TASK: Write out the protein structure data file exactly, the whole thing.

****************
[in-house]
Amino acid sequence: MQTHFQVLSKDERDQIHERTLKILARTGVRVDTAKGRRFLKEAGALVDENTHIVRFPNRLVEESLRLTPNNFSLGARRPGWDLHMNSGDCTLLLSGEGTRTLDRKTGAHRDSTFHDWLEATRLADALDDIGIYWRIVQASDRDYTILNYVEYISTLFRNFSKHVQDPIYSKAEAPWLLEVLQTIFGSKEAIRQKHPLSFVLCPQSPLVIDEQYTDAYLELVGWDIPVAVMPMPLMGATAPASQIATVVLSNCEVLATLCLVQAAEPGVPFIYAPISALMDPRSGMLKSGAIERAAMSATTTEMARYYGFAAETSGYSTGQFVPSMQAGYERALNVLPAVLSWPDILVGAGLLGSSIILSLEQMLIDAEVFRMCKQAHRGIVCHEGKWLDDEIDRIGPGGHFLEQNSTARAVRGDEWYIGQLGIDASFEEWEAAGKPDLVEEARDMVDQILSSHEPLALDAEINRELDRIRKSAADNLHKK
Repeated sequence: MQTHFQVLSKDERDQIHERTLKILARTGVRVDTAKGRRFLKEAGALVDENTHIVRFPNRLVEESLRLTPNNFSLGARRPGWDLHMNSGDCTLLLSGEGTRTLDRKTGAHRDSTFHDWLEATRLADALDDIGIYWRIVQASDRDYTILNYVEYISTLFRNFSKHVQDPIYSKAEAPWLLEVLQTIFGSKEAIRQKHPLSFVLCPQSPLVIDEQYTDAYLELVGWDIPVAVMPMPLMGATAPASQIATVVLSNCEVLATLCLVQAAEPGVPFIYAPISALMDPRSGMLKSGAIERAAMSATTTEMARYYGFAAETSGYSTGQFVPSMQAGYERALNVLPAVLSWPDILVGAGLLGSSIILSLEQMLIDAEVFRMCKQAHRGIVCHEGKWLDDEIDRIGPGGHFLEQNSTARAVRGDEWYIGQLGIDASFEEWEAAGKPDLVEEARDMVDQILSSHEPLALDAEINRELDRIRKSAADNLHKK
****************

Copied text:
[in-house]
Amino acid sequence: MQTHFQVLSKDERDQIHERTLKILARTGVRVDTAKGRRFLKEAGALVDENTHIVRFPNRLVEESLRLTPNNFSLGARRPGWDLHMNSGDCTLLLSGEGTRTLDRKTGAHRDSTFHDWLEATRLADALDDIGIYWRIVQASDRDYTILNYVEYISTLFRNFSKHVQDPIYSKAEAPWLLEVLQTIFGSKEAIRQKHPLSFVLCPQSPLVIDEQYTDAYLELVGWDIPVAVMPMPLMGATAPASQIATVVLSNCEVLATLCLVQAAEPGVPFIYAPISALMDPRSGMLKSGAIERAAMSATTTEMARYYGFAAETSGYSTGQFVPSMQAGYERALNVLPAVLSWPDILVGAGLLGSSIILSLEQMLIDAEVFRMCKQAHRGIVCHEGKWLDDEIDRIGPGGHFLEQNSTARAVRGDEWYIGQLGIDASFEEWEAAGKPDLVEEARDMVDQILSSHEPLALDAEINRELDRIRKSAADNLHKK
Repeated sequence: MQTHFQVLSKDERDQIHERTLKILARTGVRVDTAKGRRFLKEAGALVDENTHIVRFPNRLVEESLRLTPNNFSLGARRPGWDLHMNSGDCTLLLSGEGTRTLDRKTGAHRDSTFHDWLEATRLADALDDIGIYWRIVQASDRDYTILNYVEYISTLFRNFSKHVQDPIYSKAEAPWLLEVLQTIFGSKEAIRQKHPLSFVLCPQSPLVIDEQYTDAYLELVGWDIPVAVMPMPLMGATAPASQIATVVLSNCEVLATLCLVQAAEPGVPFIYAPISALMDPRSGMLKSGAIERAAMSATTTEMARYYGFAAETSGYSTGQFVPSMQAGYERALNVLPAVLSWPDILVGAGLLGSSIILSLEQMLIDAEVFRMCKQAHRGIVCHEGKWLDDEIDRIGPGGHFLEQNSTARAVRGDEWYIGQLGIDASFEEWEAAGKPDLVEEARDMVDQILSSHEPLALDAEINRELDRIRKSAADNLHKK